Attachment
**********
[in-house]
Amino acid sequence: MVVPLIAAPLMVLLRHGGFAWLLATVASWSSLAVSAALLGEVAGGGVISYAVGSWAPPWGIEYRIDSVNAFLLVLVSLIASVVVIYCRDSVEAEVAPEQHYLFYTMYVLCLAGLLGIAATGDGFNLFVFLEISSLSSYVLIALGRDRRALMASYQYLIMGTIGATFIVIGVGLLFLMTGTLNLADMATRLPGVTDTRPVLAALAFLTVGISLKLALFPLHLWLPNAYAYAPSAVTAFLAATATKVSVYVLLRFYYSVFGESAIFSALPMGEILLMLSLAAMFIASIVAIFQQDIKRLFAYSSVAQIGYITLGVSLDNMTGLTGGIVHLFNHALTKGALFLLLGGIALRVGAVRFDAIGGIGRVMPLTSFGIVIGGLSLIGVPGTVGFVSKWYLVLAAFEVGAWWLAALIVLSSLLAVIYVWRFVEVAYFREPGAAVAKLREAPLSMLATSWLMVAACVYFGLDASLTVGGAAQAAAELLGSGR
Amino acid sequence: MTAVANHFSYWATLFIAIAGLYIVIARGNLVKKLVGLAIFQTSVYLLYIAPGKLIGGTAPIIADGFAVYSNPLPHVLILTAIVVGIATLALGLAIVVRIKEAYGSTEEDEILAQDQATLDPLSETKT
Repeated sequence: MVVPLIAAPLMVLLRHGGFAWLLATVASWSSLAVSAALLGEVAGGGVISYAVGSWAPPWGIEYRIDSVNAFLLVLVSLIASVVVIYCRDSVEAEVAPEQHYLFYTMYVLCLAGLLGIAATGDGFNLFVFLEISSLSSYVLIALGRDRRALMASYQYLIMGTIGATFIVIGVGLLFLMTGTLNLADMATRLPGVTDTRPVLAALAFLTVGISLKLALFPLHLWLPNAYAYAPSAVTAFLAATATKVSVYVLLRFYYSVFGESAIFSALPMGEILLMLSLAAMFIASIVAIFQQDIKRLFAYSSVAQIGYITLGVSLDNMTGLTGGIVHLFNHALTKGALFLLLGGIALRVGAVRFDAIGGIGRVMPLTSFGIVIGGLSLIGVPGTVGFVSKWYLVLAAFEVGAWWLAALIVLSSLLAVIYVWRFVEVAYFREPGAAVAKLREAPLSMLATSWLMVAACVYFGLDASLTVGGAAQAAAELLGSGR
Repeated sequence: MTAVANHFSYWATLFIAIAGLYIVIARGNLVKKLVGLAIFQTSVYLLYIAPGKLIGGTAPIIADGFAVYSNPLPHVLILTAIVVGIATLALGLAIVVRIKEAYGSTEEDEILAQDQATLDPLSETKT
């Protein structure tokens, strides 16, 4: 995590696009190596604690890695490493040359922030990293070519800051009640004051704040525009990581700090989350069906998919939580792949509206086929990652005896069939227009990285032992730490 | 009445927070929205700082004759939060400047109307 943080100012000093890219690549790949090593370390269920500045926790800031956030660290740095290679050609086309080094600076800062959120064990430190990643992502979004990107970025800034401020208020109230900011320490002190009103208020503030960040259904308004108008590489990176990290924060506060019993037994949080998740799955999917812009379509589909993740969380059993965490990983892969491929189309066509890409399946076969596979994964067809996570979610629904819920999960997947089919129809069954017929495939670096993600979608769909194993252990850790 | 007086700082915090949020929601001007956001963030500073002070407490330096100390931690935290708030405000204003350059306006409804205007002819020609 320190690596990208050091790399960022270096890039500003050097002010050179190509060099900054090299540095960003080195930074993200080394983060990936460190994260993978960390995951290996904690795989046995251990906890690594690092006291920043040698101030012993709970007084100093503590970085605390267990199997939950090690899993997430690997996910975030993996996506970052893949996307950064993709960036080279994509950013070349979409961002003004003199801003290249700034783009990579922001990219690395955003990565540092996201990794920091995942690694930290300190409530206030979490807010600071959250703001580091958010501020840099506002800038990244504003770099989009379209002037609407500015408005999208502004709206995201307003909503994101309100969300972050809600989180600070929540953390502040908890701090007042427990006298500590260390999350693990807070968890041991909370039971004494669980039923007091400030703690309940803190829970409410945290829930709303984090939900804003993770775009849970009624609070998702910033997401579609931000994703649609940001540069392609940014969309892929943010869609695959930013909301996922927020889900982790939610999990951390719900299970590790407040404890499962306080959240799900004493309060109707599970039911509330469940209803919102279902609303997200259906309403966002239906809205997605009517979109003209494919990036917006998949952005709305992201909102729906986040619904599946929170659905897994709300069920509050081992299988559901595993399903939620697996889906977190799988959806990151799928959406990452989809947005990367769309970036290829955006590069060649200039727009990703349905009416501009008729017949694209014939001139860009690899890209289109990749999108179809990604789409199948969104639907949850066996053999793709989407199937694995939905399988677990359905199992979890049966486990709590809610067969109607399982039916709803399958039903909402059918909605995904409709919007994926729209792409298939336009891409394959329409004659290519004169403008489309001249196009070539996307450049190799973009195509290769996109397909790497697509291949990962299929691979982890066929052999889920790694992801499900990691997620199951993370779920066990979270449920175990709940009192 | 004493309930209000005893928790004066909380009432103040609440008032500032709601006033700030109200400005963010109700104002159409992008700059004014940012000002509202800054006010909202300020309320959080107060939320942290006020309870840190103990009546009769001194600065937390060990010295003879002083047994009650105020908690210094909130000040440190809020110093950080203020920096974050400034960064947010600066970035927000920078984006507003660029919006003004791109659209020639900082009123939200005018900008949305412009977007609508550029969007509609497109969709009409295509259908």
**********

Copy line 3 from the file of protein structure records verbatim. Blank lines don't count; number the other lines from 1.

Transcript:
Amino acid sequence: MTAVANHFSYWATLFIAIAGLYIVIARGNLVKKLVGLAIFQTSVYLLYIAPGKLIGGTAPIIADGFAVYSNPLPHVLILTAIVVGIATLALGLAIVVRIKEAYGSTEEDEILAQDQATLDPLSETKT